COVID-19 Guidance for People Living with Hydrocephalus

HA Medical Advisory Board Recommendations Regarding COVID-19 for Patients with Hydrocephalus

HA COVID-19 Update April 17, 2020

APRIL UPDATE REGARDING NEUROLOGIC SYMPTOMS WITH COVID-19: Since the beginning of April 2020, the peer-reviewed medical literature has described patients with neurologic symptoms associated with COVID-19 infection, and some instances of brain injury or involvement.  These reports have been the subject of several stories in the print media, web sites, and broadcast media. In nearly all cases, the neurologic symptoms or the injury to the brain can be attributed to the serious, life-threatening systemic illness and inflammatory response associated with COVID-19 affecting the brain, and is not the result of the brain being infected by COVID-19.  Among the more than 2.1 million cases of COVID-19 documented worldwide as of April 16, 2020, only 1 or 2 cases of the brain being directly infected by COVID-19 have been documented. The Medical Advisory Board wishes to re-emphasize its prior guidance. The chances of brain infection by COVID-19 are exceedingly small. The primary concern for people living with hydrocephalus should be the significant risk of the respiratory infection associated with COVID-19. Everyone should continue to follow CDC guidance, as well as federal, state, and local governmental guidance to prevent the spread of COVID-19.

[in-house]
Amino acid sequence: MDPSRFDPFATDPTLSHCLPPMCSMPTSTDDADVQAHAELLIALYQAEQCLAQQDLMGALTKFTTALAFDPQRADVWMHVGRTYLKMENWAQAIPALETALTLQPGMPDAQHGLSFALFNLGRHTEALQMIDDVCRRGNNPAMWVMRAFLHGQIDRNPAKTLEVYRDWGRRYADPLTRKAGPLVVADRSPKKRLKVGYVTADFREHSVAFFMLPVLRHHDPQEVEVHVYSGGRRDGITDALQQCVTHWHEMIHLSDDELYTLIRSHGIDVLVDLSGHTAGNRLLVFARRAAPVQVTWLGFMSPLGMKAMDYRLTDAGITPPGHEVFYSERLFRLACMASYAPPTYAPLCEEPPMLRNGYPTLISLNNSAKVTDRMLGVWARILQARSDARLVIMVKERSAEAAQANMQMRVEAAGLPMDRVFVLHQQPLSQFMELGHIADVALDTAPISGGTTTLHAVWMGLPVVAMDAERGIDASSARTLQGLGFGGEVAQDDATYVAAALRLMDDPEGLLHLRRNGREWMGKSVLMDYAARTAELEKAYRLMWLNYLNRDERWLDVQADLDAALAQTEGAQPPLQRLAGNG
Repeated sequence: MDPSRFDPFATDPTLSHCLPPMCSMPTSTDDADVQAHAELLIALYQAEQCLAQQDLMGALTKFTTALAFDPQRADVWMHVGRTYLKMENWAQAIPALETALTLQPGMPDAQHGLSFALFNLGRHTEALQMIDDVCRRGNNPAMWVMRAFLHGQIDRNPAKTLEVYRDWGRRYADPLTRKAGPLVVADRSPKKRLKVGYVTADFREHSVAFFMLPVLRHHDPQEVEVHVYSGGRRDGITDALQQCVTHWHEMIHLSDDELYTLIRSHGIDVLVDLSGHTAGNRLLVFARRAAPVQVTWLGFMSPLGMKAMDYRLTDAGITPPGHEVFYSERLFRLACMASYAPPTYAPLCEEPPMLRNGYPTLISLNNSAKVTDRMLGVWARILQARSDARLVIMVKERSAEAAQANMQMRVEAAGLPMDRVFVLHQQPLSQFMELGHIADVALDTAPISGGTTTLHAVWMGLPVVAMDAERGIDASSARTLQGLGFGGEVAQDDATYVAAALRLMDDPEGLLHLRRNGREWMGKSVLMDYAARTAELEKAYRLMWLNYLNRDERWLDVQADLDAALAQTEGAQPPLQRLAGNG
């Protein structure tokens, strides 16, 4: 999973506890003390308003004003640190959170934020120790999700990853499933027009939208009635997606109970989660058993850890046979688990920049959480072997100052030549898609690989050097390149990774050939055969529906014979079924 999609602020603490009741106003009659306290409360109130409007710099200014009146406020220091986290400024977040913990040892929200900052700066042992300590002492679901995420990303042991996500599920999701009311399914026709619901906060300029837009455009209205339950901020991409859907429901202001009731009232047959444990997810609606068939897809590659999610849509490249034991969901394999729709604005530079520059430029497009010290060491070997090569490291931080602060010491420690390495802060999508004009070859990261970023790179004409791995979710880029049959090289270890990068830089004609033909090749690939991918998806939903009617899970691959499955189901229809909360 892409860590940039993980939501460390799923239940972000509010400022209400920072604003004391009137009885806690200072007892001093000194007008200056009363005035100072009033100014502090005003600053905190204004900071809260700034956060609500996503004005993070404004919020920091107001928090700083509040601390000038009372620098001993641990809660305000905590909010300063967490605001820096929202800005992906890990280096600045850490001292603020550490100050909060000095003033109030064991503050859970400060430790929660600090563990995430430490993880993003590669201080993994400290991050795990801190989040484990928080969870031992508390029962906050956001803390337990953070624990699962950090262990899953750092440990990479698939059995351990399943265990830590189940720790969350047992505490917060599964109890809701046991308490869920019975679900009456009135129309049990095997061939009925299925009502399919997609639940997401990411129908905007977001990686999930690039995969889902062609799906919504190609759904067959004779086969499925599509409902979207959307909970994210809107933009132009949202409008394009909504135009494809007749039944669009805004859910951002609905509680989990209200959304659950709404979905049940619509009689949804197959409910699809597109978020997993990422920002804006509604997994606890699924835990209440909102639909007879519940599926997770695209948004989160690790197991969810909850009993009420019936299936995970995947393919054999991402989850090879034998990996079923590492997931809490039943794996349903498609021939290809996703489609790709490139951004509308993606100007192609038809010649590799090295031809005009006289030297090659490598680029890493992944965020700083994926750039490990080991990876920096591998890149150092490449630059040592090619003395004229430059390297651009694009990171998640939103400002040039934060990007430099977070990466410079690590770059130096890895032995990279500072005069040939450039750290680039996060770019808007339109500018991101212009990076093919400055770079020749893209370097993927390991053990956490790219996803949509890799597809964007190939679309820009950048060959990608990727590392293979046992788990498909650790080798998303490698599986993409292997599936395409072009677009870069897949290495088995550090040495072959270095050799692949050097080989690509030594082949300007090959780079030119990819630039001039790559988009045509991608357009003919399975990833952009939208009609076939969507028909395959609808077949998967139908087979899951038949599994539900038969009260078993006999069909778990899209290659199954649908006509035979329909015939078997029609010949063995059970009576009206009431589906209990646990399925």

Key Points:

  • Hydrocephalus by itself is not a risk factor for contracting COVID-19 or developing severe COVID‑19 disease.
  • Hydrocephalus treatment (shunt or ETV) does not increase a person’s risk for contracting COVID‑19 or developing severe COVID-19 disease.
  • COVID‑19 does not increase a person’s risk of developing a shunt infection.
  • People with hydrocephalus who are over 60, and those of any age who have coexisting health conditions, such as heart disease, diabetes, immune suppression, or lung disease, should consider themselves in the higher-risk population, as described by the CDC
  • Nobody is immune from COVID-19. Persons of all ages, including infants, children, teens, young and middle-aged adults, and the elderly, are at risk for contracting COVID‑19, including a risk for developing severe COVID-19 disease.
  • Fear of COVID‑19 should not stop you from seeking necessary medical care, but call your physician’s office first so that they can recommend how and where to be treated.
  • If you are experiencing symptoms that are concerning for shunt malfunction or another issue that could be harmful to you if not addressed promptly, please contact your physician’s office, or, if there is an emergency, call 911 or the number for emergency services in your community.
  • The only way to avoid and defeat COVID-19 is to prevent it from spreading. Everyone should follow CDC guidance, as well as federal, state, and local governmental guidance to stay safe at home, to leave home only if necessary, to avoid large gatherings as defined by your state and local health department, to practice social distancing (keeping space between yourself and others), to wash your hands often, and to avoid non-essential travel.